WOMAN AND THE DRAGON, Part 2
another sign appeared in heaven: behold, a great, fiery red dragon having seven
heads and ten horns, and seven diadems on his heads. His tail drew a third of
the stars of heaven and threw them to the earth. And the dragon stood before the
woman who was ready to give birth, to devour her Child as soon as it was born.
She bore a male Child who was to rule all nations with a rod of iron. And her
Child was caught up to God and His throne. Revelation 12:3–5
the dragon appears in the heaven of the Revelation our attention is first called
to some parts of its appearance. The dragon has seven heads and ten horns just
like the fearsome beast of Daniels’ prophecy in the 7th chapter of the Book of
Daniel. The seven heads of Daniel’s beast are a picture of the seven hills on
which the city of Rome is built and the 10 horns are said to represent 10 forms
of government that existed during the rise and duration of the Roman Empire.
Those are true representations of Daniel’s beast, which was a political beast
but the dragon of the Revelation is in the heaven of the vision and pictures a
religious system without Christ. Uriah Smith, the Adventist writer, comments on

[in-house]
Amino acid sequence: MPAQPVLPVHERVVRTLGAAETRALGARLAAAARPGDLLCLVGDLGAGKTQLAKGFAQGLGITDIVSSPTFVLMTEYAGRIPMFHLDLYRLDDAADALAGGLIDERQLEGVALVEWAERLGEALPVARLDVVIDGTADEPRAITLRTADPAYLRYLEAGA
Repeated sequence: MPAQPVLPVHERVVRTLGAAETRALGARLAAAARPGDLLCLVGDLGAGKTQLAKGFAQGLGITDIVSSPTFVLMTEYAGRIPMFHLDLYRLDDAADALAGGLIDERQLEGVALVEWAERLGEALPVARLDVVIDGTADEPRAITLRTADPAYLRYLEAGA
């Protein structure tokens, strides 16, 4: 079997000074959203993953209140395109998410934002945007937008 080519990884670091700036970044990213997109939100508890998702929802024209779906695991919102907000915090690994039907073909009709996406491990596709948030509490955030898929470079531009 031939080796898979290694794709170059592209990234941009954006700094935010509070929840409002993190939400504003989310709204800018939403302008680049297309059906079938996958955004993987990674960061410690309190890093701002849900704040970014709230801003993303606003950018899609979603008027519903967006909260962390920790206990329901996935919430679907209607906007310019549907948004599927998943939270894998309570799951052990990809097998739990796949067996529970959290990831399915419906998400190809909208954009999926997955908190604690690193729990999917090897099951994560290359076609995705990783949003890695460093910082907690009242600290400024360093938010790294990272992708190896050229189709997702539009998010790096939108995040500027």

dragon stood before the woman to devour her child. Rome in the person of Herod
attempted to destroy Jesus Christ, when he sent forth and destroyed all the
children of Bethlehem from two years old and under. The child which was born to
the expectant desires of a waiting and watching church, was our adorable
Redeemer, who is soon to rule the nations with a rod of iron. Herod could not
destroy him. The combined powers of hell could not overcome him.
Smith sees the woman’s child only in the person of Jesus and not in the great
host of people that were being saved through the ministry of the church.
Nevertheless, he does capture the thought of the first persecution of the church
in Herod’s attempt to kill the baby Jesus. From the persecution of the baby
Jesus, Uriah jumps to the papacy of the Roman Church, which is too great a jump
in history for this part of the vision. F. G. Smith, the Church of God author,
are assured that the dragon, as a beast, was the Roman Empire then reigning. But
since in the descriptive symbols the dragon had with him “angels,” which
espoused his cause and fought for him, the system was more than a political
power, being also very definitely religious. The combination of symbols being
from the two major departments—animal life and angelic life—indicates the
dual nature of the dragon as signifying the Roman Empire under its pagan, or
authors see the dragon as a religious-persecuting creature they identify with
the Roman Empire.
the Roman Empire did persecute the early church the nature of this dragon
exceeds the Roman Empire and encompasses all religions that do not accept Jesus
Christ. The seven heads indicate the persecuting nature of the dragon through
the seven eras of the history of the church. It is clear from the lessons of the
letters to the seven churches, the seven seals, the seven trumpets, and the